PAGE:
First, to pay attention to local offices would require that we acknowledge that they are key decision-makers on essential public concerns. From a global perspective, drain commissioners and similar public works officials seem like small players, and indeed they can do relatively little to address many of the knotty water-related disputes that cut across political borders. But those disputes themselves often arise out of local decisions that are plainly elemental.
Perhaps we should raise our expectations at the local level.
In the U.S., municipal and county governments provide services that are so fundamental–the supply of water, water treatment, sanitation, and storm drainage systems–that it’s not an overstatement to say that modern human beings and civilizations couldn’t flourish without them. The recent experience in Flint illustrates the point in tragic ways. Flint residents not only suffered exposure to lead-tainted water, but they also struggled to hold accountable those local officials whose judgment was so deeply flawed. (The governor had supplanted the mayor and commission by appointing an unelected emergency manager for the fiscally mismanaged city.)
Moreover, like many other areas of environmental policy, the decisions in one area inevitably affect others. After all, water moves across political borders in the form of rivers, aquifers, and precipitation. This movement sets up the conditions for conflict, including classic cases of externalities–for example, the industrial plant that discharges pollutants into a river at little cost to itself but great cost to those downstream. So local officials clearly do serve both their own region and downstream neighbors when they use regulation, capital projects, and even litigation to take care of the water that flows through their jurisdictions.
Additionally, to pay attention to the relevance of down-ballot officials also means developing a sophisticated understanding that the nature of political management changes with local conditions. The availability and preferred uses of water and even the way we define a right to water can vary widely by geography and climate. Take the difference between the western and eastern United States. The Colorado River Compact and other “reclamation” projects throughout the west were a response to a national policy to move westward into lands that were both fertile and arid. The projects impound snowmelt from the Rocky and the Sierra Nevada Mountains into massive reservoir systems that release water to turn desert into farmlands and attract mass human migration. But those federally funded systems are complemented by a patchwork of state, county, and local efforts–canals, smaller reservoirs, etc.–that bring the water to its final destinations at farms and residences.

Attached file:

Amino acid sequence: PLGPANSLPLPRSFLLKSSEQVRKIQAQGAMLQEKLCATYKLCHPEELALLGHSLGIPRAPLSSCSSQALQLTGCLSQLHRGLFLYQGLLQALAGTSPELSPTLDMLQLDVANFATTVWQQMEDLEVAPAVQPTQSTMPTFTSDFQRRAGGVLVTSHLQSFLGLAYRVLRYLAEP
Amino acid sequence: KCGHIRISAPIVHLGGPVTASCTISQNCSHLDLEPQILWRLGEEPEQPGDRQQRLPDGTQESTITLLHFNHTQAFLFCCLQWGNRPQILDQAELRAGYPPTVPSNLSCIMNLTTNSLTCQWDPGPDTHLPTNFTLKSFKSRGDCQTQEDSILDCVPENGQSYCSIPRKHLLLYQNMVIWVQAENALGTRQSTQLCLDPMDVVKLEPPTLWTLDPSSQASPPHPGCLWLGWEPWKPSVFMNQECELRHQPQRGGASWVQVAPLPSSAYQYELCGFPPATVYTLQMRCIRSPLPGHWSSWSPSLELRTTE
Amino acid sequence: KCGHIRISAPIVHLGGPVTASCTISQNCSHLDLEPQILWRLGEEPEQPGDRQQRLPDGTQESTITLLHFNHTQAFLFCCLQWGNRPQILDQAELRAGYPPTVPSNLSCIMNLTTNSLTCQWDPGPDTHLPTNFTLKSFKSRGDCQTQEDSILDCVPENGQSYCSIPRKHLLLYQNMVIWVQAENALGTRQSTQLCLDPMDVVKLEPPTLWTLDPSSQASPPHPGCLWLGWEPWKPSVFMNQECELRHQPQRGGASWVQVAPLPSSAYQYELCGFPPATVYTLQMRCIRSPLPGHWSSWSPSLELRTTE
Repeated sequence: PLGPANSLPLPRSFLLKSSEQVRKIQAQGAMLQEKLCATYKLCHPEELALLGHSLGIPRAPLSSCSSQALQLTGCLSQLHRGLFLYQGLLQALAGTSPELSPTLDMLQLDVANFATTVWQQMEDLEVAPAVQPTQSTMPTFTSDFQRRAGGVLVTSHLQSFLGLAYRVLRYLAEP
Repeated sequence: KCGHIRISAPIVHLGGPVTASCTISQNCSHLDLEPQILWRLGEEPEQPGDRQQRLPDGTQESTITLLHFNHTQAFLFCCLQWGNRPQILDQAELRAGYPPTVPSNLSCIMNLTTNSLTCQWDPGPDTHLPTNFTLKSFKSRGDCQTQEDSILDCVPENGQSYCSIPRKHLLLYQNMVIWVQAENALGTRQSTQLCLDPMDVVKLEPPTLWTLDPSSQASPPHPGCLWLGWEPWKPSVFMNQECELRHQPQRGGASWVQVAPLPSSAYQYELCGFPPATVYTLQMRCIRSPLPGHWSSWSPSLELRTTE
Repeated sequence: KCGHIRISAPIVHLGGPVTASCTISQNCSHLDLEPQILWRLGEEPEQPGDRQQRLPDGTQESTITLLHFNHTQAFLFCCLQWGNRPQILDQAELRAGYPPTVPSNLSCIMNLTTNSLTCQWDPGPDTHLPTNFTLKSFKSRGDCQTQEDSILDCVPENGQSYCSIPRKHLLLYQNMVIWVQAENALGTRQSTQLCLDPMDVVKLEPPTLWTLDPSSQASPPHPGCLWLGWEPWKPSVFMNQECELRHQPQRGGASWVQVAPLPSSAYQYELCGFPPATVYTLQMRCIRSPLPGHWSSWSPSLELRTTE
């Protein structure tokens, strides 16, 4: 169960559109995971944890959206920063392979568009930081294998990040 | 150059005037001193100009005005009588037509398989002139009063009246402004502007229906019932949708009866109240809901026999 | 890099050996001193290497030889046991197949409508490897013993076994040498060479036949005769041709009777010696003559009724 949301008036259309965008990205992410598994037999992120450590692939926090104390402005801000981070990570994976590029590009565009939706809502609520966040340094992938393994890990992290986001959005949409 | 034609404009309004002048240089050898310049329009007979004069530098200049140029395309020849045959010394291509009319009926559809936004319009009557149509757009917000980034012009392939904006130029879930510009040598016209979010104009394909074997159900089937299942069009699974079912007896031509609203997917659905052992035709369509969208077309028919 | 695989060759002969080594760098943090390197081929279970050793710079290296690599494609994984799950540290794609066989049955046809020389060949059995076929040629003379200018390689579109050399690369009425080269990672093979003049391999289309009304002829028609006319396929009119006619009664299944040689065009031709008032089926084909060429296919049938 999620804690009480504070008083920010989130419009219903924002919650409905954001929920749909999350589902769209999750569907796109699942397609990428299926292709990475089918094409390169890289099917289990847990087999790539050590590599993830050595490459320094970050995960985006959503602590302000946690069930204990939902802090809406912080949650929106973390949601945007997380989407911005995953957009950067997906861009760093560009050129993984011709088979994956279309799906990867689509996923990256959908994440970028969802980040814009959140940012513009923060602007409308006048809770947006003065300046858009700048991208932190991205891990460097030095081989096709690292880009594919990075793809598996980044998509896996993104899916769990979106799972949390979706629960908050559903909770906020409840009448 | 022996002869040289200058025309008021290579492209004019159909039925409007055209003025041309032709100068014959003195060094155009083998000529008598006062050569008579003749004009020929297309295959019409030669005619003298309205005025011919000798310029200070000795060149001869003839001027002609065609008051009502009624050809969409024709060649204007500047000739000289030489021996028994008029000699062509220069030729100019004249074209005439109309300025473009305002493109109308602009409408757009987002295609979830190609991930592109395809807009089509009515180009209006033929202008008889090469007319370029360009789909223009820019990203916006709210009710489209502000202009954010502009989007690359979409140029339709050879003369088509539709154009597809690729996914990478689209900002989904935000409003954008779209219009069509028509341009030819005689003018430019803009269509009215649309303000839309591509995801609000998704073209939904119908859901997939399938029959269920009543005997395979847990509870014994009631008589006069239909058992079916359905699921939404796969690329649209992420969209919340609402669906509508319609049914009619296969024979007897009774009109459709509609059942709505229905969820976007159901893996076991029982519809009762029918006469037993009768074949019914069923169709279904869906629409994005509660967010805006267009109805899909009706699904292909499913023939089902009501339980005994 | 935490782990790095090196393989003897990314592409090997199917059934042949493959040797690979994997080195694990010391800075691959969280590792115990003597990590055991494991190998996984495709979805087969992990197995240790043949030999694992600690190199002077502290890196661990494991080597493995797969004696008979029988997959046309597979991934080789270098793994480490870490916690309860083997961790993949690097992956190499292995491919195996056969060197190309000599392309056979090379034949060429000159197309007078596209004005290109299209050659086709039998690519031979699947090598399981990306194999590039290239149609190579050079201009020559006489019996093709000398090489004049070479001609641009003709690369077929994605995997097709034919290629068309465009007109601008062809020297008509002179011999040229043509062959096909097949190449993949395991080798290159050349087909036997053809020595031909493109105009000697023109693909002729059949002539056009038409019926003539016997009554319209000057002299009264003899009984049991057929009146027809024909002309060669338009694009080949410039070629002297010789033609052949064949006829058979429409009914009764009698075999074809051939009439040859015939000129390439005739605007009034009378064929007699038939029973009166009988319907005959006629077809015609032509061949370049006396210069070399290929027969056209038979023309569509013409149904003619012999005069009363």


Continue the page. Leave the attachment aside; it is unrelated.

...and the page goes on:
These localized systems are often overseen by elected officials in irrigation districts or other political units–and as water users face greater scarcity in the west, they are increasingly aware of the power of these positions. But these same political systems don’t exist in the wetter climates of the east or in regions where agriculture (by far the biggest water user) is less important. The reason Michigan created the office of drain commissioner in the nineteenth-century was precisely to deal with an abundance of water–notably swamps and wetlands–that was often viewed as an impediment to urban development and agriculture.
How should rooted citizens approach policy areas that are both perplexing and high stakes?
Finally, paying attention to local offices reminds us that issues are not clear-cut. We talk about single-issue voting–“I vote the environment”–as if issues are discrete and closed off from other concerns. But in reality, an issue like the environment is a sprawling policy domain with many dimensions and lots of linkages to other issues. One of the candidates for drain commissioner in my county is running on a platform that emphasizes environmental quality, which reflects her years of work as an activist with a state environmental action group. But she is also keenly aware that her decisions as a drain commissioner can’t be easily disentangled from the concerns of farmers, road commissioners, housing developers, civil engineers, and budget officers, among others.
Securing access to clean water is just one slice of policy-making that has tremendous implications for the environment. And that one slice of policy-making is itself profoundly complex; I’ve barely scratched its surface. That raises a question: How should rooted citizens approach policy areas that are both perplexing and high stakes?